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A frank talk with God

In the still-dark part of the morning, I went up to my local coffee wagon and, finding nobody on duty, I called out. There was no answer, but I caught some motion in the street alongside the cart.

The coffee man was on his hands and knees, his forehead touching the street. A Muslim prayer. A bus went past him, just passed him, maybe missing him by a foot.

"You'll get killed," I told him.

He waved a hand to get me away.

When he resumed selling coffee, he said, "Once you start a prayer, you can't stop."

"And you do this five times a day?"

"Yes. We're not like you. We believe that to get to heaven, you must die first. You people believe something different. You try never to die. You fight in Iraq against people who know they must die. You fight to live."

For a year now, our temporal authorities have tried to keep all signs of war dead out of our sight. Act like nobody dies. God is on our side and none of us die. Suddenly, pictures of many coffins with flags on them were published. The country reeled. The president's people said this was a terrible thing, using dead bodies to let the country see that the war is real. God is on our side. You cannot show pictures of the new dead.

All this comes out of a religious crisis in this nation. We have a president who says he talks to God. When he was asked if he had gone to his father to discuss starting the invasion in Iraq, George Bush said, no, I talked to a higher father. What he was saying is that God personally told him it was all right to send our soldiers into Iraq and start the War of the Children.

I can't believe that Bush is so dumb that he thinks he actually talks to God.

When I am the only one I know of who talks to God.

I can prove that because God told me that no one else in America speaks to him directly. I became involved in the religious crisis because I plan to run a religion to take over the Roman Catholic Church that has failed so miserably. Let Bishop Breslin be your guide. He can talk to God. Not this cardinal in Rome running for pope, Francis Arinze, who wants to suffocate American temporal life by refusing Communion to any Catholic politician who does not oppose abortion, meaning John Kerry.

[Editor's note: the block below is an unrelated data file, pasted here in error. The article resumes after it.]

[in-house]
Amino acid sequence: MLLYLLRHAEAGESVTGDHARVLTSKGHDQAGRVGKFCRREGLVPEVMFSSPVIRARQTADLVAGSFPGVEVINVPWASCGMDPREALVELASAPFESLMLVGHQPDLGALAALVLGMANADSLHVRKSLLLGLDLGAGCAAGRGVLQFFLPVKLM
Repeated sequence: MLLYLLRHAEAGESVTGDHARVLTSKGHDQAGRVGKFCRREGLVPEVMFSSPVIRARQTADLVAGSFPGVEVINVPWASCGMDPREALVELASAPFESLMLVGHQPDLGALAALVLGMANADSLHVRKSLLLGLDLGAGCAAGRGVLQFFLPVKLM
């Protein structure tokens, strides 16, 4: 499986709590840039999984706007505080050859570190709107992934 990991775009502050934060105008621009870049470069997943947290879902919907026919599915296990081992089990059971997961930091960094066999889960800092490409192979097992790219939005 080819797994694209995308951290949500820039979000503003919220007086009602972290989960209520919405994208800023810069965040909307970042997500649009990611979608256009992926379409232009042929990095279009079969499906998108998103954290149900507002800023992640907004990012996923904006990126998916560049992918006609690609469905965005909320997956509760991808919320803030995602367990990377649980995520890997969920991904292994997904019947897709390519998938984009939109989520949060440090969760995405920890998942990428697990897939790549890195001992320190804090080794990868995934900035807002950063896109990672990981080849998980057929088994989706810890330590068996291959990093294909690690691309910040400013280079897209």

I do not take these issues to some dim, musty Vatican. I talk exclusively to the top of the sky.

"If I were to choose a people from these days of our tiny history, who would be the most favored?" I asked.

"I favor no country or group of people," he told me. "I am for all children, not just American whites."

"Still, just tell me one group that has somewhat of an edge. I mean, after American Catholics, that's what I am, as you know. Aren't we the best?"

"No."

"How can that be? Catholics are the best because Catholics are against same-sex marriages."

"Not quite."

"Then who is really good?"

"Rwanda."

"How can you say that? America never even sent any troops into Rwanda."

"They suffered."

"What do they have in Rwanda? Muslims."

"And Catholics."

"And they each pray to their God?"

"There is only one God," he said.

"I didn't think Muslims knew that. I thought they just take off their shoes and pray to a sand dune. You tell me that their God is as good as an American God."

"I am the same."

I had one thing I wanted to know right away. "In Iraq, there were five suicide bombings in one day. How can we possibly handle a populace that fights like that? Is that part of their religion?"

"They pray. But they have free will. There is a wisdom to this that is beyond your understanding now."

"So when we pray to bless us against them in a war, and they pray to you to bless them against us in a war, who wins? Whom do you listen to?"

"Women praying for their children."

"Catholic and Muslim?"

"Everywhere. All of Palestine. All Arabs. All Jews. My Son was a Jew. China."

"China? What do they do? They pray to a peaked roof. Do you ever hear them?"

"Yes."

"Then what are we going to do in America? All our speeches end with 'God bless you, and God bless America.'"

"When you pray," he said, "best leave all pride out in a bare field."

Jimmy Breslin is a writer for Newsday, where this column originally appeared.

  • A frank talk with God

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